Bill - Client Spotlight


It was February of 2007.  Bill was a successful relationship manager for a local investment firm, overseeing 401K plans for approximately 25 companies.  He was on a business trip in Philadelphia with colleagues.   “I remember we had met as a group earlier that morning, “Bill says.  “We had a very detailed meeting with lots of conversation that lasted for hours.”

The only problem - that meeting actually never took place.  Bill had just experienced what he believes was his first psychotic blackout episode.   Married with a young son, Bill left for home right away, knowing that his temporary loss of contact with reality signaled something was very wrong. 

A local hospital got him the help he needed – a diagnosis (Bipolar Type 1), medication and an intensive out-patient program worked to stabilize him.  Soon, Bill felt confident enough to pursue the Masters of Business program at Indiana University.  He and his family moved to Bloomington, where for the next year and a half, he maintained a 3.7 GPA. 

With only six months left until he finished his degree, Bill experienced another significant psychotic episode where he blacked out.  This one was followed in rapid succession by shorter delusional incidents, and soon, he was once again hospitalized. 

Looking back, Bill feels that his failing relationship with his wife at the time was the trigger.  Unable to get the marriage back on track, the couple decided to divorce.   Bill dropped out of the MBA program.

Mental illness runs in Bill’s family, but the on-set of his condition at the age of 39 still took him by surprise.  He had experienced several instances of manic-type behavior after college, but he just thought that was normal for him. “Never would I have thought this would be me today,” he says.  “I had the six-figure income, nice house, a family.  If you have a picture of what a person with mental illness looks like in your mind, you’re missing it completely – this condition is horribly complicated.”

A brief move back to his parent’s home in Dallas was followed by multiple rounds of electric shock therapy, which ‘did nothing.’ A particularly scary psychotic episode while alone with his son in a hotel room sent him back to the hospital.  At that time, he was referred to Greater Cincinnati Behavioral Health (GCB) and Chief Medical Officer, Dr. Tracey Skale.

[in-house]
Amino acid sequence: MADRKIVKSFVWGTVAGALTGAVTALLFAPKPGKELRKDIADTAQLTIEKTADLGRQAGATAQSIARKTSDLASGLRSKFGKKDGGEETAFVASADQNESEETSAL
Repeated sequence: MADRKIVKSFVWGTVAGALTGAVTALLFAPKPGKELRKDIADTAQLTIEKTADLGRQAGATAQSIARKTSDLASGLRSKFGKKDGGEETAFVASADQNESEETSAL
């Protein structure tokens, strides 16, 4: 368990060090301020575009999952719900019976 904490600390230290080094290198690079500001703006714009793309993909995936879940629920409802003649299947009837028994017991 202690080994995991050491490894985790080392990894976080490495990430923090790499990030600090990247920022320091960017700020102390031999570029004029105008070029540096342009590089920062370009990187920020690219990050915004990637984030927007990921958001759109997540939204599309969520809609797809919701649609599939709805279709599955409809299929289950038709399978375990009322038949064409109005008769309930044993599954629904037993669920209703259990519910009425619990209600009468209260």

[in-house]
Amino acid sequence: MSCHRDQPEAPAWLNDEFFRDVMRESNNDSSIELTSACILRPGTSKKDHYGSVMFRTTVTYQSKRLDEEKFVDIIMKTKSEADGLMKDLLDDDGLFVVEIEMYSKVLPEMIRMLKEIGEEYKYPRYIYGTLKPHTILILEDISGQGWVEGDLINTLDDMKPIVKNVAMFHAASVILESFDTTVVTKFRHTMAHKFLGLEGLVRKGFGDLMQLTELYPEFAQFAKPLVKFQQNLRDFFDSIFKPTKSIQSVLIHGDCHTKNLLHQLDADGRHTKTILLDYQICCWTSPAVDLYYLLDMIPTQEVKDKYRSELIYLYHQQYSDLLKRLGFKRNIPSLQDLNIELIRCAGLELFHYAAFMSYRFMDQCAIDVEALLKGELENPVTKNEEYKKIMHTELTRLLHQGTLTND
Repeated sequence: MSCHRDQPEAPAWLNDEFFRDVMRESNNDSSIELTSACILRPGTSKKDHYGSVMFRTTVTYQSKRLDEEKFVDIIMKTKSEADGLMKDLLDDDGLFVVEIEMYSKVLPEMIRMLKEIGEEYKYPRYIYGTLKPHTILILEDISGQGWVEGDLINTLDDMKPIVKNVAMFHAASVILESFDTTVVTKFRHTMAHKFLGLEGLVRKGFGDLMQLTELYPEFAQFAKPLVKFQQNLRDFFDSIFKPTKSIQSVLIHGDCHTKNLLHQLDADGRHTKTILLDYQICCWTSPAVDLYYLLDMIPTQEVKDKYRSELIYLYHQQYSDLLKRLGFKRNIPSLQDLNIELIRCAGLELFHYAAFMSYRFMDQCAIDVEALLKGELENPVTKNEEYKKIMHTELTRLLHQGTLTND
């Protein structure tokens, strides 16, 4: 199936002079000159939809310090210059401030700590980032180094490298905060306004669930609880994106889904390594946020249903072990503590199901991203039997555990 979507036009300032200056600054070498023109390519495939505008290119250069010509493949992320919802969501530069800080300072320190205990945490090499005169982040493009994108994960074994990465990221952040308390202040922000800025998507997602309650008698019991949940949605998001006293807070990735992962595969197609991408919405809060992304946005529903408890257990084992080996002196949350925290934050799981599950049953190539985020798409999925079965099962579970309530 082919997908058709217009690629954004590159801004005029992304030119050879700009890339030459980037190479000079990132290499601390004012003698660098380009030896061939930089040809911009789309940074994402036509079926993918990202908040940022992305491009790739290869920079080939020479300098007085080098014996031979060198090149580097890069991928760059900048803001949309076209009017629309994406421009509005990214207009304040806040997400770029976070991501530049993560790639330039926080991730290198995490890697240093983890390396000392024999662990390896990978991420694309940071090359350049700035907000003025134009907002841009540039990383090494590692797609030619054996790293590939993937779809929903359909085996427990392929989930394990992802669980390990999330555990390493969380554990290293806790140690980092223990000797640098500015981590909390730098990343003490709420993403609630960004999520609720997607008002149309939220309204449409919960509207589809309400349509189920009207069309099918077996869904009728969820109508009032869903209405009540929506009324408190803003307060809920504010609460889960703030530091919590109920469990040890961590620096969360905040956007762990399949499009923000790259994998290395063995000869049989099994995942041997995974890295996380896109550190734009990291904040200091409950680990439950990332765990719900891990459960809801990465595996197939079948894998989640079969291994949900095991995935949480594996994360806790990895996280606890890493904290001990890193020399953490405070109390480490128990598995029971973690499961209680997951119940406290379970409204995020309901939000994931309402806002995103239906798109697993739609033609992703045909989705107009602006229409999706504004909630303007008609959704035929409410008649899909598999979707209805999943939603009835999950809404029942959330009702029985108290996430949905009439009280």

Fast forward three years – adjusted medication therapy worked to stabilize his mental condition, but Bill, unemployed and living on Social Security Disability (SSDI), was ‘self-medicating’ and completely isolating himself.  Relationships and social situations terrified him.  “Days turned into weeks, and weeks turned into months,” he says.  “I let mental illness take me out of society.  I was a non-persona who didn’t exist in the world.”

His case manager, Allison, persisted in getting through to him.  If she saw his car in the driveway, but he wasn’t picking up the phone, she would ring the doorbell and wait.  “She worked on me until I started to feel there was hope,” he says.  “I understood I needed to do better, but didn’t know what ‘better’ looked like.  I knew I wanted to produce again, and get off of SSDI.”   Allison enrolled Bill into GCB’s Vocational Program, which provides job-readiness training as well as placement assistance and on-the-job coaching. 

With shattered self-esteem, Bill’s initial goal was to just feel proud of himself again. The Vocational Program resulted in a part-time job at GCB in the Wellness Center, where Bill has become a model team member.  

“It's because of the care, incredible skill and constant encouragement of Dr. Skale that I've been ‘stable’ and haven’t needed hospitalization for the last four years,” he says. “Every day I'm at work, I know without a doubt that I am on the right path to reclaim my life from this disease.” 

"Bill gets up in the morning with purpose now,” says Allison.  “He smiles, talks and laughs - this job has given him a sense of significance again.  I am very excited about where this opportunity is taking him."

“I’m still a work in progress,” Bill says. “But I know now that I am so much more than my diagnosis.  I've got a job; I've got a wonderful kid - and I've got a support staff that are tested and proven - and I don't have to tell you how wonderful each of those things are.” 

Update:  Bill started working as Program Manager for the Recovery Center of Hamilton County in March of 2018. 


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